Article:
PROPOSAL NO. 3 CONCERNING POISON PILLS Mr. John Chevedden, 2215 Nelson Avenue, No. 205, Redondo Beach, CA 90278-2453, owner of 75 shares, has given notice that he will introduce the following resolution at the annual meeting: "3 -- FOR SHAREHOLDER VOTE ON POISON PILLS Shareholders request that the board seek shareholder approval prior to adopting any pill and also redeem or terminate any pill now in effect unless it has been approved by a shareholder vote at the next shareholder meeting. Negative Impact of Poison Pills on Shareholder Value A study by the Securities and Exchange Commission found evidence that the negative effect of poison pills to deter profitable takeover bids outweigh benefits. Source: Office of the Chief Economist, Securities and Exchange Commission, The Effect of Poison Pills on the Wealth of Target Shareholders, October 23, 1986. Additional Support for this Proposal Topic - Pills adversely affect shareholder value. Power and Accountability Nell Minow and Robert Monks Source: www.thecorporatelibrary.com/power from www.thecorporatelibrary.com - The Council of Institutional Investors (www.cii.org/ciicentral/policies.htm & www.cii.org) recommends shareholder approval of all poison pills. Institutional Investor Support for Shareholder Vote Many institutional investors believe poison pills should be voted on by shareholders. This includes the Council of Institutional Investors which represents 200 institutional investors, the Teachers Insurance and Annuity Association College Retirement Equities Fund (TIAA-CREF) and the California Public Employees Retirement System (CalPERS). A poison pill can insulate management at the expense of shareholders I believe. A poison pill is such a powerful tool that shareholders should be able to vote on whether it is appropriate. I believe a shareholder vote on poison pills will avoid an unbalanced concentration of power in the directors who could focus on narrow interests at the expense of the vast majority of shareholders. Institutional Investor Support is High-Caliber Support Clearly this proposal topic has significant institutional support. This topic won an average 60% APPROVAL from shareholders at major companies in 1999. Source: Investor Responsibility Research Center, 2000 Annual Meeting Report on Delphi Automotive Systems, April 2000. Institutional investor support is high-caliber support. Institutional investors have the advantage of a specialized staff and resources, long-term focus, fiduciary duty and independent perspective to thoroughly study the issues involved in this proposal topic. 33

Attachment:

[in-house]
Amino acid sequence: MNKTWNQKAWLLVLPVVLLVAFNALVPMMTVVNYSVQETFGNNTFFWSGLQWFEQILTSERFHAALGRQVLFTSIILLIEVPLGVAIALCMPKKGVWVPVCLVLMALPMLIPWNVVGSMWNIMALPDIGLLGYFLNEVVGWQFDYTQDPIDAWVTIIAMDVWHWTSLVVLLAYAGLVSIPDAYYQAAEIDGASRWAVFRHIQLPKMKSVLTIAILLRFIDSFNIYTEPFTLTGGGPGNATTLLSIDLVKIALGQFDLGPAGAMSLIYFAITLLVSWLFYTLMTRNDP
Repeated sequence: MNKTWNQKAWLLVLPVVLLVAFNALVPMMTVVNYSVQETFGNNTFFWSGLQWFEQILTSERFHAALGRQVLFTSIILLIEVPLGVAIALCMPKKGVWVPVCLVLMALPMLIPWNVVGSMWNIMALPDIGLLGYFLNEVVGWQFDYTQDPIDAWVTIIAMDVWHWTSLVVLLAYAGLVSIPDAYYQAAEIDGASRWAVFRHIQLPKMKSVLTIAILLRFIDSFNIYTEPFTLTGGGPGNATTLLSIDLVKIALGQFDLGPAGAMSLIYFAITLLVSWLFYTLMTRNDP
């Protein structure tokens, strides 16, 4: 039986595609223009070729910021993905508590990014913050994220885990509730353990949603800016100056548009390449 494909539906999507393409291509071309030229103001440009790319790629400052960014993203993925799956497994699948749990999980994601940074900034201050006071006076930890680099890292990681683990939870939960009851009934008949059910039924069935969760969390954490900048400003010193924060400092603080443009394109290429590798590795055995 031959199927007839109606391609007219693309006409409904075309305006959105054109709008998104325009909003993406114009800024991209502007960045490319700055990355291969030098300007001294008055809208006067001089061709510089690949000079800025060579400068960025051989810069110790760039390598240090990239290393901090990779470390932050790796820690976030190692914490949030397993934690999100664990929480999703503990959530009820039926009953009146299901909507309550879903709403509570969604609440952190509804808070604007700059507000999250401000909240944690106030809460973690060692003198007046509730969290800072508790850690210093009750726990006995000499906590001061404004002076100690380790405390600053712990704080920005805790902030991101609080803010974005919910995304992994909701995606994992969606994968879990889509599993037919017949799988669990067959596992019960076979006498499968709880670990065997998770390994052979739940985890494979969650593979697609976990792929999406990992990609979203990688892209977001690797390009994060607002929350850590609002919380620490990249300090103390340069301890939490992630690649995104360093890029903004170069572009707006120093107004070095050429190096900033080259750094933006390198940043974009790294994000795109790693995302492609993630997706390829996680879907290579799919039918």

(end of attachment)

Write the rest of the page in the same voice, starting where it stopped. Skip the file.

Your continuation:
This topic won 68% approval at the Burlington Northern Santa Fe (BNI) 2001 shareholder meeting. This proposal topic won 68% of the yes-no vote at the Burlington Northern Santa Fe (BNI) 2001 annual meeting. The text of the BNI proposal, which has further information on the disadvantages of poison pills, is available at The Corporate Library website: www.thecorporatelibrary.com At this URL page: http://asp.thecorporatelibrary.net/proposals/FullText.asp?Company_ID=10563& Resolution_ID=515&Proxy_Season=2001 Shareholder Vote Precedent Set by Other Companies In recent years, various companies have been willing to redeem poison pills or at least allow shareholders to have a meaningful vote on whether a poison pill should remain in force. We believe that our company should do so as well. In the interest of shareholder value vote yes: FOR SHAREHOLDER VOTE ON POISON PILLS YES ON 3." THE BOARD OF DIRECTORS OPPOSES THE ABOVE PROPOSAL. The Board is opposed to this proposal because it would prevent the Board from acting quickly to adopt a poison pill. UAL currently does not have a shareholder rights plan, commonly known as a poison pill, in place. The purpose of a shareholder rights plan is to the protect a corporation from an acquisition that may not be in the best interest of the corporation by forcing potential acquirers to negotiate with the company's board of directors and management, which in turn allows a board of directors to better represent the interests of its stockholders. If the Board in the future determines that UAL should adopt a shareholder rights plan, the Board does not believe requiring shareholder approval is necessary to protect the interests of UAL's stockholders because Delaware law already imposes fiduciary duties on the Board, which would require the Board to consider any legitimate proposal for the acquisition of UAL regardless of whether there is a shareholder rights plan in place. Delaware law, under which UAL is incorporated, does not require a stockholder vote in order to adopt a shareholder rights plan, and the Board believes that requiring a stockholder vote before adopting a rights plan would in practice deprive the Board of the ability to act quickly to maximize stockholder value in a hostile takeover attempt. Before adopting a shareholder rights plan in the future the Board will, of course, make a determination that such a plan is in the best interests of UAL and its stockholders. If the Board determines that a shareholder rights plan is necessary to protect UAL and its stockholders, it should be able to act quickly in adopting a poison pill. THE BOARD UNANIMOUSLY RECOMMENDS THAT STOCKHOLDERS VOTE AGAINST THIS PROPOSAL. 34